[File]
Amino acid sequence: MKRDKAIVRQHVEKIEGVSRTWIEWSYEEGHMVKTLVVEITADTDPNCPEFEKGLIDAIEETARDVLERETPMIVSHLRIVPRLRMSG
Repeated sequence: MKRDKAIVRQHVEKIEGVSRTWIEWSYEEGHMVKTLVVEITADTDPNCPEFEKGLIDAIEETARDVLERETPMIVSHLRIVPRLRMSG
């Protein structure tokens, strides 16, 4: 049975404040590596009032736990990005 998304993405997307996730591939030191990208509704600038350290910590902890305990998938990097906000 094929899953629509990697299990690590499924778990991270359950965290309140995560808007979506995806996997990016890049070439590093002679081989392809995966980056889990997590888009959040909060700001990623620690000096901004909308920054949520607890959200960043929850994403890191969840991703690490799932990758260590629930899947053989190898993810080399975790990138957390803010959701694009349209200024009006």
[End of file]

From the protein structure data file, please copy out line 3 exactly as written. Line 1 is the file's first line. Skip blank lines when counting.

């Protein structure tokens, strides 16, 4: 049975404040590596009032736990990005 998304993405997307996730591939030191990208509704600038350290910590902890305990998938990097906000 094929899953629509990697299990690590499924778990991270359950965290309140995560808007979506995806996997990016890049070439590093002679081989392809995966980056889990997590888009959040909060700001990623620690000096901004909308920054949520607890959200960043929850994403890191969840991703690490799932990758260590629930899947053989190898993810080399975790990138957390803010959701694009349209200024009006």